Miguel Cabrera

It begins: Miguel Cabrera vs. Mike Trout, round two

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Expect a lot of columns of this nature over the next few months until a winner is announced. MLB.com’s Mike Bauman, using the two home runs Miguel Cabrera hit last night and this afternoon as a springboard, writes that Cabrera is “transcending” the AL MVP debate, which is once again boiling down to Cabrera and Trout as it did last year, with all due respect to Chris Davis.

Last year’s debate cast baseball traditionalists (pro-Cabrera) against proponents of Sabermetrics (pro-Trout). The pro-Cabrera crowd used the third baseman’s Triple Crown and sizable lead in the traditional stats as the reason why he is more deserving of the AL MVP award. The pro-Trout crowd cited his gigantic lead in Wins Above Replacement, which factored in less-obvious facets of the game like base running and defense as well as offense.

Baumann writes in his column:

As great as Cabrera’s Triple Crown season of 2012 was, his numbers this year are even better. Any argument against his American League MVP candidacy this season will require both a search party and considerable imagination.

With 48 games to go, Trout has already compiled 17 WAR (per Baseball Reference) in his career, good for 16th in Angels history.  He will likely move into at least 13th place by the time the season is over. Cabrera may well be putting up historically-great numbers — and he is — but so is Trout. And let’s not forget that Trout contributes in more ways than one, by running the bases well and playing decent defense. To ignore Trout’s greatness because of Cabrera is woefully myopic (and vice versa). We have more than enough space to appreciate both — and Chris Davis, too!

So, over the next three months, we’ll again be treated to a litany of columns about how numbers are scary and math is hard and you have to watch the games with your eyeballs instead of poring over a spreadsheet, and this is why Cabrera is great and Trout is not. Controversy is king. Acknowledging the greatness of more than one player at a time is, while the right thing to do, not very controversial.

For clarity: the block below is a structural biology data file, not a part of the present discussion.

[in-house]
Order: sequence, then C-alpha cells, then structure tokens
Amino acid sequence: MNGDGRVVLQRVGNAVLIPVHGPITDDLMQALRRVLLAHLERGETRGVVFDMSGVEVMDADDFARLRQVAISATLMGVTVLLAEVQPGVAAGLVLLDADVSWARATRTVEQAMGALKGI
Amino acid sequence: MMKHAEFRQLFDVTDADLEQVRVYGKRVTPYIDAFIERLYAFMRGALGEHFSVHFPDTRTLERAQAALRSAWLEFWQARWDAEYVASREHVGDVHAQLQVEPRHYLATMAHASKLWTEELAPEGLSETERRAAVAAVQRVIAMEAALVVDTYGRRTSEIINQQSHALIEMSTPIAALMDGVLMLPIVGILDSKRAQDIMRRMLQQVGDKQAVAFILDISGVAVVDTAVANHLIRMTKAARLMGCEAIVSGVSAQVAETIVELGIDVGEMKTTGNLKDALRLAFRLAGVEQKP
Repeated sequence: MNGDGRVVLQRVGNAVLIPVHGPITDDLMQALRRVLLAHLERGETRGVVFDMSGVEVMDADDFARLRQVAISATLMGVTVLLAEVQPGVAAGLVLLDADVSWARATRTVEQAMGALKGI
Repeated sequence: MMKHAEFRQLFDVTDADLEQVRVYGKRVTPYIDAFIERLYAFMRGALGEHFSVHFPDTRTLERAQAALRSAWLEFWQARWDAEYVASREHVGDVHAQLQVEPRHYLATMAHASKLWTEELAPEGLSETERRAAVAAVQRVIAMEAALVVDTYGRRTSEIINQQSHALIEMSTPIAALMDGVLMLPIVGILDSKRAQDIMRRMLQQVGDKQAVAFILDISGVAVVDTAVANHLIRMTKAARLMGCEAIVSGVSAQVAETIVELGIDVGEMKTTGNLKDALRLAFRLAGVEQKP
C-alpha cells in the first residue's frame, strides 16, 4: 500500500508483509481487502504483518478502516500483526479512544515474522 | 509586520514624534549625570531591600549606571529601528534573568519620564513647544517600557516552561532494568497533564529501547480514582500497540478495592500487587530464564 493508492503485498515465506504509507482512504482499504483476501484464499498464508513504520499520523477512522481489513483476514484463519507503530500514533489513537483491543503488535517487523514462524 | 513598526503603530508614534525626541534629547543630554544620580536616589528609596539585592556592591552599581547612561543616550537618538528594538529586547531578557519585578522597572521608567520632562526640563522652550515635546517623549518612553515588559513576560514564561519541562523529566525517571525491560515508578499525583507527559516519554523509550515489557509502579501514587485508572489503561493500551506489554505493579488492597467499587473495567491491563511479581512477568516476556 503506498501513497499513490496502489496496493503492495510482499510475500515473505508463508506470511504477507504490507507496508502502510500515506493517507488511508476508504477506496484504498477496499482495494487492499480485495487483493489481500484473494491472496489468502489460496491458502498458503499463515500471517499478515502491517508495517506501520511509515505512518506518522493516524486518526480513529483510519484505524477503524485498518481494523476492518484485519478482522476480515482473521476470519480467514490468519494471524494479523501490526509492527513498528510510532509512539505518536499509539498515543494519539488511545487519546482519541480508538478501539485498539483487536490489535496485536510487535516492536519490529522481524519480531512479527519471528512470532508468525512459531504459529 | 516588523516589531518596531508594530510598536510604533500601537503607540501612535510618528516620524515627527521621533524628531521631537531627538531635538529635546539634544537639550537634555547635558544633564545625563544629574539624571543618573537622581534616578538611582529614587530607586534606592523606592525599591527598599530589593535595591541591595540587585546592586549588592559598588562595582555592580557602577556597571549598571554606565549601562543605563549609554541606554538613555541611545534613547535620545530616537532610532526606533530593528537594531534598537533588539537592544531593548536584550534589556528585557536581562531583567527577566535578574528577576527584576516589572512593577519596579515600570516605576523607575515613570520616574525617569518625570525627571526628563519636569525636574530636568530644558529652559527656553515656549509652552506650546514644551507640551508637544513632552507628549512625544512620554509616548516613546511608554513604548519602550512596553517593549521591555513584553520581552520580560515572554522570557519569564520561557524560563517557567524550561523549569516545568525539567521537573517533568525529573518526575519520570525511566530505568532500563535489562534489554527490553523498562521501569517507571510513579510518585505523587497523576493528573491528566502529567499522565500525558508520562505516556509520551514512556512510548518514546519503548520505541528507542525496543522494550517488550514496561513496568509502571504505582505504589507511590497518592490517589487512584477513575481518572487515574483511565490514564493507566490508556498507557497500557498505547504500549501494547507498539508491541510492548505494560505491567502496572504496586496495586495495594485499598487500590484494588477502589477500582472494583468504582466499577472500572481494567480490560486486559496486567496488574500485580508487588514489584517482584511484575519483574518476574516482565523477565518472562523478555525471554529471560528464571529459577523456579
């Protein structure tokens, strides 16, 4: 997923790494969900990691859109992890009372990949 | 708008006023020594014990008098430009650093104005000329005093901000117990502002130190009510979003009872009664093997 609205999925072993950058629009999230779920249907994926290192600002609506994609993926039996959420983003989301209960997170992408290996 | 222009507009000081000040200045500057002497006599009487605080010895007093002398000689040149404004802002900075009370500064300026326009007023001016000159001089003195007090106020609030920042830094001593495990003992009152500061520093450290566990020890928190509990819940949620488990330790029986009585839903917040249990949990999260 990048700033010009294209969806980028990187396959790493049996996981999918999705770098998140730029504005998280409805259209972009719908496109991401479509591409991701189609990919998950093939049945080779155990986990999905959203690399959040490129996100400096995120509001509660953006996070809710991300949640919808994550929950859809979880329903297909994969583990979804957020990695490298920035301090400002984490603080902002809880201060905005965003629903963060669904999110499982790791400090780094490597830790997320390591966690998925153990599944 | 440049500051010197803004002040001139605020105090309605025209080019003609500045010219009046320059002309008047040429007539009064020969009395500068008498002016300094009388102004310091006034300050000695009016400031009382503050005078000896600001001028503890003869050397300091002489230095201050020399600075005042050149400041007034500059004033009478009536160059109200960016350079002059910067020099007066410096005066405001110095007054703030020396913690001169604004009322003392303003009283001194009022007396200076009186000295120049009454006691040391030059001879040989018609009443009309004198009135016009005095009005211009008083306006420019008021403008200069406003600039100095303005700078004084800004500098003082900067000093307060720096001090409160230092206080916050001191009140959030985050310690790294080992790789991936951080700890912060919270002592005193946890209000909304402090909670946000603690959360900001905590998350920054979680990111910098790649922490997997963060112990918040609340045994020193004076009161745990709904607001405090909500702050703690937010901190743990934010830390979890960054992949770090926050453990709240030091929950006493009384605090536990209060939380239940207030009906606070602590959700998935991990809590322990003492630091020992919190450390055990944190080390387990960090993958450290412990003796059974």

Cam Bedrosian weighing surgery to remove a blood clot

ANAHEIM, CA - AUGUST 2: Pitcher Cam Bedrosian #68 of the Los Angeles Angels of Anaheim throws against the Oakland Athletics during the ninth inning at Angel Stadium of Anaheim August 2, 2016, in Anaheim, California. Angels defeated the Athletics, 5-4. (Photo by Kevork Djansezian/Getty Images)
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Angels reliever Cam Bedrosian will take the next few days to decide whether or not to undergo surgery to remove a blood clot naer his right armpit, Mike DiGiovanna of the Los Angeles Times reports. The alternative is to treat the clot with blood-thinners and rest.

Bedrosian, 24, hasn’t pitched since blowing a save against the Athletics on August 3, shortly after he took over the closer’s role from the injured Huston Street. Bedrosian was diagnosed with flexor tendinitis in the middle finger of his throwing hand about a week later.

Overall, Bedrosian — the son of former major league closer Steve — has had an outstanding season, compiling a 1.12 ERA with a 51/14 K/BB ratio in 40 1/3 innings.

Shelby Miller will return to D-Backs’ rotation on Wednesday

PHOENIX, AZ - JULY 06:  Shelby Miller #26 of the Arizona Diamondbacks delivers a pitch during the first inning against the San Diego Padres at Chase Field on July 6, 2016 in Phoenix, Arizona.  (Photo by Jennifer Stewart/Getty Images)
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Nick Piecoro of the Arizona Republic reports that Shelby Miller will return to the Diamondbacks’ starting rotation on Wednesday to start against the Giants at AT&T Field.

Miller had an abysmal first half of the season, which included a stint on the disabled list with a finger injury caused by his follow-through. In 14 starts with the D-Backs this season, Miller put up a 7.14 ERA with a 50/34 K/BB ratio in 69 1/3 innings.

Miller was demoted to Triple-A Reno and made his first start shortly after the All-Star break. In eight starts in the minors, Miller compiled a much-improved 3.91 ERA with a 55/10 K/BB ratio in 50 2/3 innings.

The Diamondbacks acquired Miller along with minor leaguer Gabe Speier from the Braves this past winter in a heavily-criticized trade that sent Ender Inciarte, Aaron Blair, and 2015 No. 1 overall pick Dansby Swanson to Atlanta.